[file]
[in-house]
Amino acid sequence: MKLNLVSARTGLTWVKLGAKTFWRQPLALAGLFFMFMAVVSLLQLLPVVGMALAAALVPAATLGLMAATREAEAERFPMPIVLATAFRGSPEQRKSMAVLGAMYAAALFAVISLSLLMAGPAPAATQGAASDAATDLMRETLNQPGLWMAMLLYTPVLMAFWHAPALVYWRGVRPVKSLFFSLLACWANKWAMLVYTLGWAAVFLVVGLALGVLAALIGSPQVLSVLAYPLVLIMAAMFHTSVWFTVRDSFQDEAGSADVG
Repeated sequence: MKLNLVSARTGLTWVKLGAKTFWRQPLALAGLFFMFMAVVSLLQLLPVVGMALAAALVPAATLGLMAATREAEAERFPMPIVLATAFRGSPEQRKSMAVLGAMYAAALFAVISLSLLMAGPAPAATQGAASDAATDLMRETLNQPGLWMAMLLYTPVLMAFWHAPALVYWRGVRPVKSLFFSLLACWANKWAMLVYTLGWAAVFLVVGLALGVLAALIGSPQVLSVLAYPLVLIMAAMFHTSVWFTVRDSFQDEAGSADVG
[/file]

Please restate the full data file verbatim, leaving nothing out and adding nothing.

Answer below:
[in-house]
Amino acid sequence: MKLNLVSARTGLTWVKLGAKTFWRQPLALAGLFFMFMAVVSLLQLLPVVGMALAAALVPAATLGLMAATREAEAERFPMPIVLATAFRGSPEQRKSMAVLGAMYAAALFAVISLSLLMAGPAPAATQGAASDAATDLMRETLNQPGLWMAMLLYTPVLMAFWHAPALVYWRGVRPVKSLFFSLLACWANKWAMLVYTLGWAAVFLVVGLALGVLAALIGSPQVLSVLAYPLVLIMAAMFHTSVWFTVRDSFQDEAGSADVG
Repeated sequence: MKLNLVSARTGLTWVKLGAKTFWRQPLALAGLFFMFMAVVSLLQLLPVVGMALAAALVPAATLGLMAATREAEAERFPMPIVLATAFRGSPEQRKSMAVLGAMYAAALFAVISLSLLMAGPAPAATQGAASDAATDLMRETLNQPGLWMAMLLYTPVLMAFWHAPALVYWRGVRPVKSLFFSLLACWANKWAMLVYTLGWAAVFLVVGLALGVLAALIGSPQVLSVLAYPLVLIMAAMFHTSVWFTVRDSFQDEAGSADVG